MOBILE, Ala. (WKRG) — One of the most recognize items worn by Mardi Gras royalty are their long, decorative trains. Although these trains are a huge part of Mobile’s Mardi Gras culture, this wasn’t always the case. In fact, there was a time when trains weren’t worn at all. So, how did we get here?
Mardi Gras trains started to appear in the 1890’s when Mardi Gras Queens became popular. Originally, only Kings were featured in the parades with the start of Felix I, and trains were not part of the Mardi Gras attire. Once trains became popular, they became more important in the Mardi Gras traditions.
Cartledge Blackwell, curator of the Mobile Carnival Museum, said Mobile’s Mardi Gras trains are much more than a piece of clothing.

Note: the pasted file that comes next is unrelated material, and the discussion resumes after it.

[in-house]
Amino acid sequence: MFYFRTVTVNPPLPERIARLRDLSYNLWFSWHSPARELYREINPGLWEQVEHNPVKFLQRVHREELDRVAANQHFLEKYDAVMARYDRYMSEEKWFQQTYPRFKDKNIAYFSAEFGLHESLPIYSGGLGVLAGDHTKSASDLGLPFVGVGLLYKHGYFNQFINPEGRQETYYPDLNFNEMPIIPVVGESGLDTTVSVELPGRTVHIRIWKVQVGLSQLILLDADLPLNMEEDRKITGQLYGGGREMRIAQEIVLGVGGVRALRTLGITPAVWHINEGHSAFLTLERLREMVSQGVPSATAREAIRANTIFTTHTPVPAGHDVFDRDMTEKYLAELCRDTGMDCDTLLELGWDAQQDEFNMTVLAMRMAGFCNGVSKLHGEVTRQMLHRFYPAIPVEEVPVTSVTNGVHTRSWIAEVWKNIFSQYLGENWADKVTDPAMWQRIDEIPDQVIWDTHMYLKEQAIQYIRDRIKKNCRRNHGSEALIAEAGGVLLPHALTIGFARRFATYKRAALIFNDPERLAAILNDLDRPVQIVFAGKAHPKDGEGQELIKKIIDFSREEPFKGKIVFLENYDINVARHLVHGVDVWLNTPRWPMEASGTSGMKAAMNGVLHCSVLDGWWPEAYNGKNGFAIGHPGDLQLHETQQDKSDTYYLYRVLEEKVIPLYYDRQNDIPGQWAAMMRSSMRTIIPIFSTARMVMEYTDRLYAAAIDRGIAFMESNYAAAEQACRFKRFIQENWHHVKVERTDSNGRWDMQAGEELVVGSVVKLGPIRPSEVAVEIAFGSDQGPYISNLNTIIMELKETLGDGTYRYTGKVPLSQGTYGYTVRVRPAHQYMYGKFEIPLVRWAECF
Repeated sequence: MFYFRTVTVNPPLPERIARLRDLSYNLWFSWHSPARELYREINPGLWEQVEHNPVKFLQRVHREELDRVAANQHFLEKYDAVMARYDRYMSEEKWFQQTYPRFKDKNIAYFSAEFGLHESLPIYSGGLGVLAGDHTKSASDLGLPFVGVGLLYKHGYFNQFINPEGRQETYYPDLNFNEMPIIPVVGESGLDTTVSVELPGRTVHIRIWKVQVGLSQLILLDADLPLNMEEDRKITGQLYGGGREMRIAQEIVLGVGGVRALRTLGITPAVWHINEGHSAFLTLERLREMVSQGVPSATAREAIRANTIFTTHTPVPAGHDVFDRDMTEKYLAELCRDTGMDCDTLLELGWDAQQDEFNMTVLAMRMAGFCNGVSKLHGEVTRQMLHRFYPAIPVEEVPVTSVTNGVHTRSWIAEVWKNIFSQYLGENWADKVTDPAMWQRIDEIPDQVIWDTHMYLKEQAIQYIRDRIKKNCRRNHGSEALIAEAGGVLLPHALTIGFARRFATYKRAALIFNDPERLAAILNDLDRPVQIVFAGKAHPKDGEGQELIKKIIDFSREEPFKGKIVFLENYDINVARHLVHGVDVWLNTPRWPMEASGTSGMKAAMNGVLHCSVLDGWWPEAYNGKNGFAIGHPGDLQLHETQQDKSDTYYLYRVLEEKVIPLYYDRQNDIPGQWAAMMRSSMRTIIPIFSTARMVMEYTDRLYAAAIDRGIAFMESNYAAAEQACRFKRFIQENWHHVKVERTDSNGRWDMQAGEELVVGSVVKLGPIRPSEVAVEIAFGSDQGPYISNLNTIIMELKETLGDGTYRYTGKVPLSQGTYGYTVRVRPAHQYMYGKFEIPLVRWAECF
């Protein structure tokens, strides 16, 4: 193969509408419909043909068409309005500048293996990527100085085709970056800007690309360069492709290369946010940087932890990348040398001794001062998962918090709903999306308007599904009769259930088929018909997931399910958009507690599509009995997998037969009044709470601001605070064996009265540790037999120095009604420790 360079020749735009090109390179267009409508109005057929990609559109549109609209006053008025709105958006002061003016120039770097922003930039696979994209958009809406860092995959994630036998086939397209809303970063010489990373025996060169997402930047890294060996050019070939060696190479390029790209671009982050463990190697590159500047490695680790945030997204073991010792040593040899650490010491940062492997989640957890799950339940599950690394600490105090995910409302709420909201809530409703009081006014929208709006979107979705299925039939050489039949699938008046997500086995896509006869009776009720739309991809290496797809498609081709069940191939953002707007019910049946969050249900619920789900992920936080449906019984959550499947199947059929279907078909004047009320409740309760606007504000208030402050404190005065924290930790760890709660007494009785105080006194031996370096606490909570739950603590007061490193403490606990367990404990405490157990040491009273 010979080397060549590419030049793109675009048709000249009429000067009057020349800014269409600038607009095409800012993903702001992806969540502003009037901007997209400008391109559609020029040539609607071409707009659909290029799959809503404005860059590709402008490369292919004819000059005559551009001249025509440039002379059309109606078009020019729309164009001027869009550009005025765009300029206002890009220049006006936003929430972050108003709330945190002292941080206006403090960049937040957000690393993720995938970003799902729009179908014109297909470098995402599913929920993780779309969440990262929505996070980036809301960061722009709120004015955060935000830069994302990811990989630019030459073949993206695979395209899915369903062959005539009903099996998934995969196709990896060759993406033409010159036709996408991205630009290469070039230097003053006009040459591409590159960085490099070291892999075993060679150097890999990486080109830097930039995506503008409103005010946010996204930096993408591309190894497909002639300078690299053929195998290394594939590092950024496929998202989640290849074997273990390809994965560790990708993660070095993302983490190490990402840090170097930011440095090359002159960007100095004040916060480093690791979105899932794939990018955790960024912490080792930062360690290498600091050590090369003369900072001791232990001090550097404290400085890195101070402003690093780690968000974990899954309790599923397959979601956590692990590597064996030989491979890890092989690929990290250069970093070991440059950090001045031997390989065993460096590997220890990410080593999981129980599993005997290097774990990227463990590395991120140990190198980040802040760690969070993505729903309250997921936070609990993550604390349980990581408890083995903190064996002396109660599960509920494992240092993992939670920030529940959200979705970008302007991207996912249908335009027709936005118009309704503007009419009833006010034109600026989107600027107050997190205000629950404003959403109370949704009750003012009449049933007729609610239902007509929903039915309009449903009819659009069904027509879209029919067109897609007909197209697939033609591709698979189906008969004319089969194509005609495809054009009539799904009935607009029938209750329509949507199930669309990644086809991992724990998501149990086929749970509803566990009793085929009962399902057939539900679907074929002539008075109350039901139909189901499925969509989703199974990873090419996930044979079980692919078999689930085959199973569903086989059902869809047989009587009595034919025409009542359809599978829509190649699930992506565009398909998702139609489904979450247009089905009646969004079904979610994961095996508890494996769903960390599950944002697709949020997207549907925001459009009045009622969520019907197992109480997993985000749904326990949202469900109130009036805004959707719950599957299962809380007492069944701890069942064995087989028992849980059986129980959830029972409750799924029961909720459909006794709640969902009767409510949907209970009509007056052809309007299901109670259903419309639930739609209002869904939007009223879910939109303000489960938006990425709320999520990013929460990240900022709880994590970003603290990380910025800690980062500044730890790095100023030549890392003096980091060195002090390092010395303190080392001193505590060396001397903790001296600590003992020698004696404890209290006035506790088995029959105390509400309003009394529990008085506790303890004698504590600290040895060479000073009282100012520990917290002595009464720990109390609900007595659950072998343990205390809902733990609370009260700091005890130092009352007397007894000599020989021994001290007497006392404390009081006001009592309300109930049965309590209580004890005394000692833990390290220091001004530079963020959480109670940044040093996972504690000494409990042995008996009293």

“Trains are works of art, they’re much like tapestries,” said Blackwell. Like tapestries, Mobile’s Mardi Gras trains tell a story. They tell the story of the wearer.
“The trains speak to the monarch, their family and their relation to Mobile,” said Blackwell.
The creation of a train is no easy feat. It requires time and dedication to turn these long pieces of fabric into wearable art for the 50 members of Mardi Gras Royalty.
WKRG News 5 spoke to one of Mobile’s most recognized dressmakers in 2020. Patricia Halsell Richardson is a designer who crafts many of the trains worn by Mardi Gras royalty. Blackwell said there are five active designers working in Mobile. It’s typical for each designer to have 12 people working under them complete the trains.
So, the next time you spot a train during this year’s season, take the time to look and appreciate all the hard work that went into telling the wearer’s story.